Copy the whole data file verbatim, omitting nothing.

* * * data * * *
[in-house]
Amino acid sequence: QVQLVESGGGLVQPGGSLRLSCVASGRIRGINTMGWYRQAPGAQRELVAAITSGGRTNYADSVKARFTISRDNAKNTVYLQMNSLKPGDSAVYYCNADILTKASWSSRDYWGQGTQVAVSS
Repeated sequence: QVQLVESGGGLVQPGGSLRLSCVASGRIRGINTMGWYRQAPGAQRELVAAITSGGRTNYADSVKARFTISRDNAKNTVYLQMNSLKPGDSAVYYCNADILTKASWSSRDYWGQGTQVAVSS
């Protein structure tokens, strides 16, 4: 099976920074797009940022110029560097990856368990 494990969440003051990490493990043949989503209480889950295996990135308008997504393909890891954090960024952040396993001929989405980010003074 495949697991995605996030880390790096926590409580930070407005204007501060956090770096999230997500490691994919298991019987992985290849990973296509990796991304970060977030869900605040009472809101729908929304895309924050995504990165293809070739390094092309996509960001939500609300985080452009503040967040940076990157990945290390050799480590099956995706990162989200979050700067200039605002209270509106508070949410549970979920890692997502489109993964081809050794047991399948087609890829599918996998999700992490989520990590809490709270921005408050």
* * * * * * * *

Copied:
[in-house]
Amino acid sequence: QVQLVESGGGLVQPGGSLRLSCVASGRIRGINTMGWYRQAPGAQRELVAAITSGGRTNYADSVKARFTISRDNAKNTVYLQMNSLKPGDSAVYYCNADILTKASWSSRDYWGQGTQVAVSS
Repeated sequence: QVQLVESGGGLVQPGGSLRLSCVASGRIRGINTMGWYRQAPGAQRELVAAITSGGRTNYADSVKARFTISRDNAKNTVYLQMNSLKPGDSAVYYCNADILTKASWSSRDYWGQGTQVAVSS
């Protein structure tokens, strides 16, 4: 099976920074797009940022110029560097990856368990 494990969440003051990490493990043949989503209480889950295996990135308008997504393909890891954090960024952040396993001929989405980010003074 495949697991995605996030880390790096926590409580930070407005204007501060956090770096999230997500490691994919298991019987992985290849990973296509990796991304970060977030869900605040009472809101729908929304895309924050995504990165293809070739390094092309996509960001939500609300985080452009503040967040940076990157990945290390050799480590099956995706990162989200979050700067200039605002209270509106508070949410549970979920890692997502489109993964081809050794047991399948087609890829599918996998999700992490989520990590809490709270921005408050």